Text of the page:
The Denver skyline has changed much over the years, eventually the old Albany Hotel was demolished in 1977 and the Cosmopolitan dramatically imploded in 1984. Now, AAPG conferences are held downtown at the Colorado Convention Center; the last AAPG Annual Convention and Exposition occurred in 2009 and had over 7,000 registrants. At the recent meeting in April of the Rocky Mountain Section (RMS) of AAPG in New Orleans, it was decided that RMAG would be the host society for the 2014 RMS-AAPG meeting to be held in Denver. The RMAG has a long tradition with AAPG stretching back to 1922 and will continue on this path for the 2014 meeting with plans to present a technical program that will bring to the membership contemporary and relevant topics that are at the forefront of advancements in the geosciences.
A brief history of Philip Van Cise is found on the web at http://www.westword.com/2008-02-07/news/phil-van-cise-sourge-of-denver-s-underworld/l.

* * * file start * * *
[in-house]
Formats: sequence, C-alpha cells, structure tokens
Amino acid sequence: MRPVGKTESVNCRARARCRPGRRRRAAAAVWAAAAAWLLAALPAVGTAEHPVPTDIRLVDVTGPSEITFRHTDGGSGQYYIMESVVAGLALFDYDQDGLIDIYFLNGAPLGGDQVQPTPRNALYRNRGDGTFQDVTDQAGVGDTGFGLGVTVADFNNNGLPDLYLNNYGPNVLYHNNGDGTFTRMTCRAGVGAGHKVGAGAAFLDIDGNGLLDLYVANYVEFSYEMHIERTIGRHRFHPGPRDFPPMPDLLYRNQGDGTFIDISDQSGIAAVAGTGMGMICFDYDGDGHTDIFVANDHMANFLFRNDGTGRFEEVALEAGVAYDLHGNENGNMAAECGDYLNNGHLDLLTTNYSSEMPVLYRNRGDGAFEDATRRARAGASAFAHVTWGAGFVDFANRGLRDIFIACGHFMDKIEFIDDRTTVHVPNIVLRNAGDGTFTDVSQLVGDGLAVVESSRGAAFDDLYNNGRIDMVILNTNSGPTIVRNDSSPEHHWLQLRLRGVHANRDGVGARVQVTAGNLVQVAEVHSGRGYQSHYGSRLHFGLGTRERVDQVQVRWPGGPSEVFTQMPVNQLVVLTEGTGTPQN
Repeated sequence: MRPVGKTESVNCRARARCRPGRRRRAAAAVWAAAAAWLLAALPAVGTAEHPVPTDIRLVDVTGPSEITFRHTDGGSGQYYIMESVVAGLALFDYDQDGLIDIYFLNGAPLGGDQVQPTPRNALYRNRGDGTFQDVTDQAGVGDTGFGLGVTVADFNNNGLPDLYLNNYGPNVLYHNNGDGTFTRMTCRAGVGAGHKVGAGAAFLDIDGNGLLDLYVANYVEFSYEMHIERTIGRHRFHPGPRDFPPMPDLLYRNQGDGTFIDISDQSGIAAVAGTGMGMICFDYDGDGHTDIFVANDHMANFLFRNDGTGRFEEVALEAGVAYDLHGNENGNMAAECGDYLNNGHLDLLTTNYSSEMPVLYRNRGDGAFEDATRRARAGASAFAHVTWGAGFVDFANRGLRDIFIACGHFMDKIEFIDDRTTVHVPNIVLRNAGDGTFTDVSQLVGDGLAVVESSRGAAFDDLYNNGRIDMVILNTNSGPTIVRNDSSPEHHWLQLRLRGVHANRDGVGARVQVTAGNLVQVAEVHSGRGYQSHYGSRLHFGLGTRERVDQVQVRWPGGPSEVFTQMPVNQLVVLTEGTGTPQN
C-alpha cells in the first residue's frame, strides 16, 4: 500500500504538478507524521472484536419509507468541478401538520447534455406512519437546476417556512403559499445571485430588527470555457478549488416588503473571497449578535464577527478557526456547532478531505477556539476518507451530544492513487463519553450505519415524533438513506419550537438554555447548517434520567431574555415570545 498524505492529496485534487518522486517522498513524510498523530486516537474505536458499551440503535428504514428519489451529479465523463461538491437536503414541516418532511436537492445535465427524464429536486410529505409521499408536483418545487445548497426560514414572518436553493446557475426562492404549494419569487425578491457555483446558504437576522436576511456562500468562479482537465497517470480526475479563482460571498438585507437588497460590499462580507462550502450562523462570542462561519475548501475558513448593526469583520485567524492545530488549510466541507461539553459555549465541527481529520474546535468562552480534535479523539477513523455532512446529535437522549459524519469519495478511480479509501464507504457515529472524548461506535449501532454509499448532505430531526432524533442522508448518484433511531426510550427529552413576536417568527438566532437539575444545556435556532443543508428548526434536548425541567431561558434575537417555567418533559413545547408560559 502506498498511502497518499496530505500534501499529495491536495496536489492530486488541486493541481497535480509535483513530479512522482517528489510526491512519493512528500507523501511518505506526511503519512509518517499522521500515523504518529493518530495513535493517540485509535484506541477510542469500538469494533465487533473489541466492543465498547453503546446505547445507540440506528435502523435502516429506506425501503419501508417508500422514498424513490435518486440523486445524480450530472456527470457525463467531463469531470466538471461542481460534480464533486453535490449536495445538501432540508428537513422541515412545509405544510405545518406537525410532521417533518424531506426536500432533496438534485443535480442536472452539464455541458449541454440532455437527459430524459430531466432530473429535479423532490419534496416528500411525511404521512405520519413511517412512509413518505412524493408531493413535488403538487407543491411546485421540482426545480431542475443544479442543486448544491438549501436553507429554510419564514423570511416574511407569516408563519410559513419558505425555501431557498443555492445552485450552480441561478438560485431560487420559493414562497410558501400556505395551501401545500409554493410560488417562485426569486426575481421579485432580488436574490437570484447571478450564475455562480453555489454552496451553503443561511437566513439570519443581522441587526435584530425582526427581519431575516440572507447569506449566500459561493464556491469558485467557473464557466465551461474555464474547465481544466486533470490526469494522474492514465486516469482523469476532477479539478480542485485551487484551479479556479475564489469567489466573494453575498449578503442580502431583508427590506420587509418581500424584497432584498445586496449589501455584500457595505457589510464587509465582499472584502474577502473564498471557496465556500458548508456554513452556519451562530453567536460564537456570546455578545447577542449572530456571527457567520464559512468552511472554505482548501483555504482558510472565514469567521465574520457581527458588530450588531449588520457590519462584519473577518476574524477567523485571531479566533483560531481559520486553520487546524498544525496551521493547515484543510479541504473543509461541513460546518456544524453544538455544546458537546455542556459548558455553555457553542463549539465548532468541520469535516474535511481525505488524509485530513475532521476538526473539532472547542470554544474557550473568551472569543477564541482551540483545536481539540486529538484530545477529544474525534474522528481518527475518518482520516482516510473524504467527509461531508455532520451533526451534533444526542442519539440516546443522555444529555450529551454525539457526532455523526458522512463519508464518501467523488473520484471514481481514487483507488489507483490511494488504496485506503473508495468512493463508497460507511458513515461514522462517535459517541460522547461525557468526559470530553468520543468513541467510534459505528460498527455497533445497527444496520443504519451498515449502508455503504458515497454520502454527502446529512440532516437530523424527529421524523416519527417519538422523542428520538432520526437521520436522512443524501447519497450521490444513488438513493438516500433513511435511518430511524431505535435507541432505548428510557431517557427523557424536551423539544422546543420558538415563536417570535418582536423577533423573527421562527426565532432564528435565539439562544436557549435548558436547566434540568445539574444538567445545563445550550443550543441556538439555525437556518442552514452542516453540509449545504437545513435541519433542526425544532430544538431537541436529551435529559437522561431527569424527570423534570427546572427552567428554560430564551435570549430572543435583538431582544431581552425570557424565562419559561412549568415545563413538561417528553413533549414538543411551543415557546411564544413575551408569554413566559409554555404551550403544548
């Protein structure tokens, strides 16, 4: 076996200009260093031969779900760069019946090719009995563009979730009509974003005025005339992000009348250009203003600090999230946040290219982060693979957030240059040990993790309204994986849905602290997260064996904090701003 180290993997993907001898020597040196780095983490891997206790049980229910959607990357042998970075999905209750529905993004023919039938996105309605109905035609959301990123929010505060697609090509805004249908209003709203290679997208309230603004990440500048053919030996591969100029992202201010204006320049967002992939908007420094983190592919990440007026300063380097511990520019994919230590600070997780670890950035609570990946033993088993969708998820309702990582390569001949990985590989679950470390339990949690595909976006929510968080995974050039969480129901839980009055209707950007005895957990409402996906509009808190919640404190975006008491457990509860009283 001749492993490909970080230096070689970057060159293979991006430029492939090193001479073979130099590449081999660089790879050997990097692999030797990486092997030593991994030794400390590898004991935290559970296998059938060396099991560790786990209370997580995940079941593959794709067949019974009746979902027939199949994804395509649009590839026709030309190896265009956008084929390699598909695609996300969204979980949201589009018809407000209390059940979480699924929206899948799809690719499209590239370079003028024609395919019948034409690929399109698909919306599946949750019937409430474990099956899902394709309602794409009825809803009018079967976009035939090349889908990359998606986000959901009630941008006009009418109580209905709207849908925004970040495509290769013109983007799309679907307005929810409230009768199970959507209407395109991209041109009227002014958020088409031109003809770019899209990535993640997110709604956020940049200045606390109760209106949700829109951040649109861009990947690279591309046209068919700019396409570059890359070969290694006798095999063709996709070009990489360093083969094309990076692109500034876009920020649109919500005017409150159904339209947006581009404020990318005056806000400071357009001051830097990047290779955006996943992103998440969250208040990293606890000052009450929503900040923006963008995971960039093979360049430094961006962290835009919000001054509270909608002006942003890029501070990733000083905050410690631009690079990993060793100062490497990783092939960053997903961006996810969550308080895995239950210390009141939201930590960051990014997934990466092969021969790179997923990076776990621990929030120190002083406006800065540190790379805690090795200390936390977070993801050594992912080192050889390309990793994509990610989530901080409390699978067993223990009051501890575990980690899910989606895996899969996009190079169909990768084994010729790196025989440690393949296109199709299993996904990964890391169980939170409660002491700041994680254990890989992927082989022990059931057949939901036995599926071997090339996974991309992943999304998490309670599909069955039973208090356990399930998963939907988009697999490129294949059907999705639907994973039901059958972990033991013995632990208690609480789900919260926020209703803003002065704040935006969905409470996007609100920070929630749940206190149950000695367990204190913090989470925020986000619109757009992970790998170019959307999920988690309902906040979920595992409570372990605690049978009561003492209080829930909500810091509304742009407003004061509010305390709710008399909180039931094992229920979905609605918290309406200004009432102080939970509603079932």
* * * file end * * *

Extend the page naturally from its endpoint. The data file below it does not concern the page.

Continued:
More stories on the Blonger gang can be found on the web at http://www.graftersclub.com/
A comprehensive review packed with the interesting history of RMAG replete with great anecdotes pictures, and jokes was prepared by Hal Kellogg for the 75th Anniversary of RMAG and forms the basis for the history presented, it’s a “must read” and can be found in:
Kellogg, H. E., 1997, 75 Years of the RMAG: The Mountain Geologist, Vol. 34, no. 4, 171 p.
Crutcher, W.A. 1961, Highlights of industry activity Colorado, Nebraska, and the Denver Basin, in Parker, J.M. ed., Oil and Gas Fields Volume, Colorado-Nebraska: RMAG, p. 16-24.